I'm running a "pro" system that was built less than a year ago, and yet I have no idea which games (if any) are even worth installing
Another way to phrase this is "I'm a console gamer." I know plenty of people play some amazing games on the PC, and it's still the ideal system for a FPS, MMO or RTS. But it's a hassle. Services like Steam have made obtaining games easy and often cheap, but at the end of the day you have to be of above-average intelligence to get an appropriate game graphically for your mid-tier desktop or your high-end laptop, and a computer genius to tweak your system appropriately to run the game at its highest relevant settings to your machine.
Even when I've been presented with a best-case-scenario gaming PC, I still drop frames in the messy parts, or have to shut off a few of the fancy graphical touches that make the game look good at the high resolution PC games are known for. Or I drop the resolution and loathe myself for it. I know I'm doing something wrong, or not spending enough on gear, but I'd really rather just pay $60 for that console disc and enjoy a known quantity from my couch. Solution:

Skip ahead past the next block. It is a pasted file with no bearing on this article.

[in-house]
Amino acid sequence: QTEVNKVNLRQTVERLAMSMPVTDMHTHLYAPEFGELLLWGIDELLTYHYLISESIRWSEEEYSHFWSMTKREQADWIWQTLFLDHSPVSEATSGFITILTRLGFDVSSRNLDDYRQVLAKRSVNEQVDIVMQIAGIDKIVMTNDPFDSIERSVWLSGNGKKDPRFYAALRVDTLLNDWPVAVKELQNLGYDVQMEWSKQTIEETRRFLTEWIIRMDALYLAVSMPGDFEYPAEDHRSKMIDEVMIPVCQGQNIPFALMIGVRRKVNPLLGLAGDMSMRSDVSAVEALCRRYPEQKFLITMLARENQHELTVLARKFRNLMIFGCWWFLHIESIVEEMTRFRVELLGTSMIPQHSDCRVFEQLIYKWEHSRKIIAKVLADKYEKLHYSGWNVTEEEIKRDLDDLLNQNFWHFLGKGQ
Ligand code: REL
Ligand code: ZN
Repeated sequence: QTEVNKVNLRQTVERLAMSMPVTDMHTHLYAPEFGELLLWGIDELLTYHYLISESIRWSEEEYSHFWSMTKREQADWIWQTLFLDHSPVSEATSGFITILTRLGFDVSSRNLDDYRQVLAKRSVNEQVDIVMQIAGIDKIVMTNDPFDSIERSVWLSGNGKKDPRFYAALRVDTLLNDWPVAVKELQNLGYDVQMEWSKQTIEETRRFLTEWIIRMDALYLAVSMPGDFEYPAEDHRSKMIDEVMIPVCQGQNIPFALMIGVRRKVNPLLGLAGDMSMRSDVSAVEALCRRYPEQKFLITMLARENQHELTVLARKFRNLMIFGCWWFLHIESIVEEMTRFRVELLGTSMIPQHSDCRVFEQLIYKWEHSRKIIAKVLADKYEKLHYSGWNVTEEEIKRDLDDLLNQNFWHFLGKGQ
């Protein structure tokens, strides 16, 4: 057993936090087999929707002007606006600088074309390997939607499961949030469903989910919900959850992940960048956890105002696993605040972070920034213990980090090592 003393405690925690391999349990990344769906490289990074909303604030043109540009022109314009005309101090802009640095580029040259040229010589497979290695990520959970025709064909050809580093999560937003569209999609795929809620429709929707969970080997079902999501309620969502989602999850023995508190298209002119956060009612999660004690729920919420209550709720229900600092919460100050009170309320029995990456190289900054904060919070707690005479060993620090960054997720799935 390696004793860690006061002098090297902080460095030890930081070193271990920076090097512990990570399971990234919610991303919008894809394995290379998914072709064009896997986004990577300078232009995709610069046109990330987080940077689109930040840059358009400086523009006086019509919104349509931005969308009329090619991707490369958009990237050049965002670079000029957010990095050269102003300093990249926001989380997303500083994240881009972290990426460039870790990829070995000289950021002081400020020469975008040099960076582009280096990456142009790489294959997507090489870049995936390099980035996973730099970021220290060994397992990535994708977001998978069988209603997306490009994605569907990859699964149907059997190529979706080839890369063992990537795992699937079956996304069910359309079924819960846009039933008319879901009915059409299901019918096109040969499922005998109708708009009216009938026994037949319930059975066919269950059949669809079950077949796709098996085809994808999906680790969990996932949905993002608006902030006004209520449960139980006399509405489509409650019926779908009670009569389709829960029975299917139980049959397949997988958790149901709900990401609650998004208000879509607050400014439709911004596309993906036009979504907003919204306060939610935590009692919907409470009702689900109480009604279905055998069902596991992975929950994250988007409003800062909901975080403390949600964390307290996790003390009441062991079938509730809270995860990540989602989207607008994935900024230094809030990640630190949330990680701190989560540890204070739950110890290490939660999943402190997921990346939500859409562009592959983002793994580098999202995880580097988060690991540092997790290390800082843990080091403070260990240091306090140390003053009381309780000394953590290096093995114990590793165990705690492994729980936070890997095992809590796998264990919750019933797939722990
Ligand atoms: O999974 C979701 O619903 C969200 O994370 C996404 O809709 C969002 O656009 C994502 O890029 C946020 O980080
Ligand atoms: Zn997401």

If there was an easy solution for this, a steadily marginalized PC gaming industry would've come up with it by now. I certainly don't know the best way to proceed, but I think the contrast between Mac gaming and iPhone gaming is a good example of what it might take. The iPhone's solitary hardware target was obviously a dream come true for developers, who had previously known such joys only on the tightly-controlled handhelds from Sony and Nintendo. Even after introducing the 3GS we've seen games that run well on both tiers of iPhone hardware, with an easy to track differentiation between the two of them. The unitasking nature of the iPhone also lends itself to reliable performance -- you always know how much of the system's attention the app is going to get.